Bankruptcy gives hope to individuals who are struggling with debt and financial obligations. It gives you a chance to achieve a debt-free life and have a fresh start. Filing bankruptcy will allow you to reorganize your finances, pay off a creditor, and pursue debt settlement.
Bankruptcy laws differ from state to state; therefore, it is essential to know and understand the state law to avoid any errors in filing bankruptcy. In Maryland, the process of bankruptcy filing is mainly governed by federal law. However, Maryland state law also plays a significant role in determining the assets that you can save and keep once you have filed for bankruptcy. A reliable Towson bankruptcy lawyer can help you understand these laws depending on the jurisdiction.
This article will explain how bankruptcy works in Maryland. Here are some of the questions that you might have in mind when you file for bankruptcy:
- How Do I Choose the Right Bankruptcy Chapter?
- How Do I Qualify for a Specific Bankruptcy Chapter?
- Can Bankruptcy Wipe Out My Debts?
- How Can I Protect My Property in Bankruptcy?
- What are the Bankruptcy Exemptions in Maryland?
- How to File Bankruptcy in Maryland?
- Where Do I File My Bankruptcy Paperwork?
- What is the Role of a Bankruptcy Lawyer?
How to Choose the Right Bankruptcy Chapter?
There are two common types of bankruptcy chapters: Chapter 7 and Chapter 13. Before you file for bankruptcy, it is important to know how to choose the best bankruptcy chapter that will solve your debt problems.
Chapter 7 bankruptcy is considered the fastest and most common type of bankruptcy. It allows liquidation of assets to pay creditors. Before filing Chapter 7 bankruptcy, you need to know the rules on how you can protect your assets and properties from liquidation. Bankruptcy does not automatically mean that you will lose all the assets that you have acquired. You can protect certain assets from being liquidated, while some assets classified under the non-exempt property cannot be protected. Under this chapter, your appointed bankruptcy trustee will be responsible for selling your non-exempt properties. The proceeds will be allocated to your creditors based on the payment plan.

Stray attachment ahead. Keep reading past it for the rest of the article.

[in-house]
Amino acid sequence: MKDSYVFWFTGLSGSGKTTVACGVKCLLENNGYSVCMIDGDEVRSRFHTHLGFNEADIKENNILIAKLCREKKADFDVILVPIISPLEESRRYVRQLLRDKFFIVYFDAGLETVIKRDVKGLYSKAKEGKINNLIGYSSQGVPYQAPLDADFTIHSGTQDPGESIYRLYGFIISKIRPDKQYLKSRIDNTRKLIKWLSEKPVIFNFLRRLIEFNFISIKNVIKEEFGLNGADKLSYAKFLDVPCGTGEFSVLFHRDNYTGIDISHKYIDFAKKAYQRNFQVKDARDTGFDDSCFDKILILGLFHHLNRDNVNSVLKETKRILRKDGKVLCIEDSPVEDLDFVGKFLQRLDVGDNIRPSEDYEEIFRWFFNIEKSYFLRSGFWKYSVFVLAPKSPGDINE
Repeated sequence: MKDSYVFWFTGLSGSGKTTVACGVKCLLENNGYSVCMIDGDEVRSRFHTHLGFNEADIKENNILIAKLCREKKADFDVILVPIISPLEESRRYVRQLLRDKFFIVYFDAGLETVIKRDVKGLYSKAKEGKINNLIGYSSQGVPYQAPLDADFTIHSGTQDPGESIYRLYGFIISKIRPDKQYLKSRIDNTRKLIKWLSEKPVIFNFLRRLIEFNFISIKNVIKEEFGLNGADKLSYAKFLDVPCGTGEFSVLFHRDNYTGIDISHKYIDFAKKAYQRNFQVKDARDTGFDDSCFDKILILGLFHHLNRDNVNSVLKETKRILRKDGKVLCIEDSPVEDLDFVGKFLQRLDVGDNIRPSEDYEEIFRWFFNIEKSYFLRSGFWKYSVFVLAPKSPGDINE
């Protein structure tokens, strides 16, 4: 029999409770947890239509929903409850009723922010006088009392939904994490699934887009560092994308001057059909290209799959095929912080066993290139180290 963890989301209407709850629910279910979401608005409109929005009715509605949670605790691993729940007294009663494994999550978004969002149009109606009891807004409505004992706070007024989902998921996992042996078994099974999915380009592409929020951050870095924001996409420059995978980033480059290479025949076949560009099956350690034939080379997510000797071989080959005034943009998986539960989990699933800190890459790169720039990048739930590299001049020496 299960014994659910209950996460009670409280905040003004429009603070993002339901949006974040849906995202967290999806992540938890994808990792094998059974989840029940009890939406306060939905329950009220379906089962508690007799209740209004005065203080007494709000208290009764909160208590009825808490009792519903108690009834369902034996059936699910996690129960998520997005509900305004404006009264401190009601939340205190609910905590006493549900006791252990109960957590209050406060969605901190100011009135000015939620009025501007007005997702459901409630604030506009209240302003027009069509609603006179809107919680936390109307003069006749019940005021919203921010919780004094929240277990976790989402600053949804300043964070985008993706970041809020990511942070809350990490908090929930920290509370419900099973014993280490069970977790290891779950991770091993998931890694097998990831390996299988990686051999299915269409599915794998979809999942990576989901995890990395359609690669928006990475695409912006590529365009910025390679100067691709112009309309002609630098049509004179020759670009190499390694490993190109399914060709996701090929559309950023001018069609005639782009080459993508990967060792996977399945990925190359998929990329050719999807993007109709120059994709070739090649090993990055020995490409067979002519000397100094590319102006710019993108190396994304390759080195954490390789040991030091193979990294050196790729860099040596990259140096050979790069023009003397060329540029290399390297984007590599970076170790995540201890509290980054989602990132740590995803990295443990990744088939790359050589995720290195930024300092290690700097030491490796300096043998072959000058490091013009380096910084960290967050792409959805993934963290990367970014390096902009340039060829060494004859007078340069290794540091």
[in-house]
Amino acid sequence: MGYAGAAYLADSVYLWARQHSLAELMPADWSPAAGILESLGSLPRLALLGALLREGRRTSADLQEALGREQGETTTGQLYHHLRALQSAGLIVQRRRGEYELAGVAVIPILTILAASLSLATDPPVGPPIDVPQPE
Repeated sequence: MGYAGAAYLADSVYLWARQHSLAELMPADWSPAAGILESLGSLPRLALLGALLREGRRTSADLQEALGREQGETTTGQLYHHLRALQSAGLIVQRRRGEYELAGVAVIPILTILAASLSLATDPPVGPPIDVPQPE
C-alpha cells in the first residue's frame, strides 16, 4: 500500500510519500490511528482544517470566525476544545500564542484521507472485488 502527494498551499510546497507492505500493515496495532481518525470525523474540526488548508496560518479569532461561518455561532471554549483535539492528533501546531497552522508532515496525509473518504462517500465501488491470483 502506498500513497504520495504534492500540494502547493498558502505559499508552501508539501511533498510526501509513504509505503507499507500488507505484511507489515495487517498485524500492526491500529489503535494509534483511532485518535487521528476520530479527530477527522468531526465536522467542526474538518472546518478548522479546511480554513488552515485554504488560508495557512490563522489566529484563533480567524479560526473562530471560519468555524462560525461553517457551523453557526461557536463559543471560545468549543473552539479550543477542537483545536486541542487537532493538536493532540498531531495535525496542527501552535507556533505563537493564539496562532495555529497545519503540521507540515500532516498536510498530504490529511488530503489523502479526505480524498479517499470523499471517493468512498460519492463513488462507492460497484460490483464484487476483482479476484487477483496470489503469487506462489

In Chapter 13, you must pay back some or the full amount of what you owe to creditors under a repayment plan. The most important factor to consider in filing Chapter 13 is sufficient and regular monthly income to wipe out your debts. This chapter allows you to restructure and reorganize your debts through a repayment plan that will last for 3 to 5 years. This will be the option for you if you have non-exempt assets and properties that you want to keep.
How Do I Qualify for the Bankruptcy Chapter?
Before choosing the bankruptcy chapter to be filed, you must undergo the “bankruptcy means test”. This test is done to determine the best bankruptcy chapter that will solve your financial problems. If your family’s income falls below the median income of Maryland, it means that you pass the means test. On the other hand, if your family’s income exceeds the median income, you may still be qualified to pass the means test after you deduct a list of the allowable living expenses.
However, it is important to keep in mind that Chapter 13 bankruptcy can be an expensive option. To qualify, you need to pay your non-dischargeable debts and the value of your non-exempt property using all your disposable income.
Can Bankruptcy Wipe Out My Debts?
Bankruptcy can help you pay off various types of debt including credit card bills, medical bills, utility payments, personal loans, or car loans. However, not all your debts can be discharged in bankruptcy. Debts such as recent tax debt, student loans, or domestic support arrearages are considered non-dischargeable debts.
If you want to get rid of an existing auto loan, mortgage, or any secured debt, you have the option to give up the property that you’ve used as collateral. If you fail to pay back your debt, the creditor has the right to seize the collateral.